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Moritz von Oswald and Max Loderbauer are pretty well established and well respected players by now, but even so, they must hardly believe their luck that they’ve managed to pull Tony Allen into their trio for this album. On Sounding Lines, Allen adds trademark rhythmic flourishes to the electronics we are used to, with remarkable results. On Honest Jon’s.

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Sounding Lines by Moritz von Oswald Trio 1 review. Add your own review. 7/10
6 people love this record. Be the 7th!

7/10 Staff review, 11 June 2015

Apparently Robin dismissed this one as being “too Laurie” so here I am, hoovering up his dregs under the table like a grizzled, obedient dog. I guess it really isn’t psych enough for our Robz, he loves his psych reviews so keep ‘em coming Clint.

Enough character assassination, on to this record from a group that has undergone a very drastic change this time round. The Moritz von Oswald Trio’s rhythm section has been switched up from electroacoustic technoer Vladislav Delay to none other than Afrika ‘70 drummer and partial inventor of what we call ‘afrobeat’ Tony Allen. It’s a crazy change for a group whose sound runs closer to dub techno jams than funky good times grooves, but then Allen has worked within electronic things in the past, and it shows. He manages to keep the beat straight and just about driving enough, infusing the easygoing 4-to-the-floor rhythmic backbone with fluid, subtle fills.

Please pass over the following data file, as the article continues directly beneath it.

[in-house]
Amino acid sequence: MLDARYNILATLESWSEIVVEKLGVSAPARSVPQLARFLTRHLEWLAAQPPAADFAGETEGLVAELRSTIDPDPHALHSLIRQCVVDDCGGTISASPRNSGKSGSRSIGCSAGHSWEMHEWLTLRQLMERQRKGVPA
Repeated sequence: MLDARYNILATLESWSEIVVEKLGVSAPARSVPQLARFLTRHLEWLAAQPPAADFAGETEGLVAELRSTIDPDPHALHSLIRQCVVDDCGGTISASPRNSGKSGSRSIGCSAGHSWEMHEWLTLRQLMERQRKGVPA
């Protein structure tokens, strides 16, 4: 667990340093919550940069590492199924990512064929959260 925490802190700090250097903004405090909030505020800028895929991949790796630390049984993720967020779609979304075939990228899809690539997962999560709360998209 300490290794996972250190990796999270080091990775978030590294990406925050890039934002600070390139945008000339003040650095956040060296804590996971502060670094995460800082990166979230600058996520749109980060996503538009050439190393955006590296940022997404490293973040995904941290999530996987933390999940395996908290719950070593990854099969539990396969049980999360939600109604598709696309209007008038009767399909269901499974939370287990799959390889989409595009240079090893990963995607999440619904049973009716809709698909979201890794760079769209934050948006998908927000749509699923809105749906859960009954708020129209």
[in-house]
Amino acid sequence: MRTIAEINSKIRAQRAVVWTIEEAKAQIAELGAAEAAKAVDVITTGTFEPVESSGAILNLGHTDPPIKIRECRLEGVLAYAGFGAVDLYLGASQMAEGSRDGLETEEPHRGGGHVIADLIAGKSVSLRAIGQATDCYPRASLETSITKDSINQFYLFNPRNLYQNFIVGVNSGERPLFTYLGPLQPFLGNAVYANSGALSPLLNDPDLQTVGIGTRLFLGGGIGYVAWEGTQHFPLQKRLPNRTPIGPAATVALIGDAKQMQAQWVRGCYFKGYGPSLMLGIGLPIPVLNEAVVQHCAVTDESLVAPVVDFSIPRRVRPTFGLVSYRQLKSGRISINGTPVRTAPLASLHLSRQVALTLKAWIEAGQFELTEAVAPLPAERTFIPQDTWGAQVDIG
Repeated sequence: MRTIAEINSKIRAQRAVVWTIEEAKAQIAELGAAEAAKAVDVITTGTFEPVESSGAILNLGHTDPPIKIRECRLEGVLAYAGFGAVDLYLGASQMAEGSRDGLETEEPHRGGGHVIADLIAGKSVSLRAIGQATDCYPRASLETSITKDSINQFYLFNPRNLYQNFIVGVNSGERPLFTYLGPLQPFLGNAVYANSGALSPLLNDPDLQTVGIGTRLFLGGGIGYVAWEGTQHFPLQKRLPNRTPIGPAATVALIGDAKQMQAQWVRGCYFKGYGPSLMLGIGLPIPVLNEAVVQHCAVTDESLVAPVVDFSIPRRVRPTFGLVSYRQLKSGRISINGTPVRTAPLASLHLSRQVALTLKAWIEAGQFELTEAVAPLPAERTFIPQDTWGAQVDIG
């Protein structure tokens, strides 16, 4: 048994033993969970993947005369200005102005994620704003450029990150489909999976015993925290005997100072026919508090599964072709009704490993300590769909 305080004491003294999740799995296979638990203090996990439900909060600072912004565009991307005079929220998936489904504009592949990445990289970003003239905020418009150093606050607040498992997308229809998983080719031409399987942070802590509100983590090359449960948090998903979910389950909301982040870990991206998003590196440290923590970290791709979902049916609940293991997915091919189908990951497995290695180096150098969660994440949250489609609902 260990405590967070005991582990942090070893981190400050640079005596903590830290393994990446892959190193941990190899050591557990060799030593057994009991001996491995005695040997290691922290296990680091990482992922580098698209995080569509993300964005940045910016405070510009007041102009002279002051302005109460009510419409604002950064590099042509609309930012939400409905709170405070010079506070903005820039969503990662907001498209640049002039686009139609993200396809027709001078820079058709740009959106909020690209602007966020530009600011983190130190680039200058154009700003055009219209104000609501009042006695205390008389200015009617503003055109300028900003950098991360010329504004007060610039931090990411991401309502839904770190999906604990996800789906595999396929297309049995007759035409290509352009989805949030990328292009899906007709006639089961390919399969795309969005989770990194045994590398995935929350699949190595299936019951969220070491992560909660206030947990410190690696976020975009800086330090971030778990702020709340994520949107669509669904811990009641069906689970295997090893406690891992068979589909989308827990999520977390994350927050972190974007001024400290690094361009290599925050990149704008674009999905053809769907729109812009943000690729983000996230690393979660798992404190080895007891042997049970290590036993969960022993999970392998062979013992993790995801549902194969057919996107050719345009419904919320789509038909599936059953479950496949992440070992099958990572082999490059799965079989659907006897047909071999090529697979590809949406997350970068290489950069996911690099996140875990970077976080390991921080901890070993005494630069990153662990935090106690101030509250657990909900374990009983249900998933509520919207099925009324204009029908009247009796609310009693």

Von Oswald and Max Loderbauer form the electronic ensemble here, coaxing little thumps and restrained tones, deliberately letting the drumkit guide the tracks and keeping flashy, saturated sounds to a minimum. Take ‘Sounding Lines 6’ for example, where Allen is playing a decidedly Fela beat with just a couple of percussive synth lines to accompany. That’s probably as funky as it gets on here, with most of the tracks either taking a dubbier slant (1, 2, 8) or tailing off entirely (track 5 being slightly unnecessary). Mixing credits come from Ricardo Villalobos so there’s a name.




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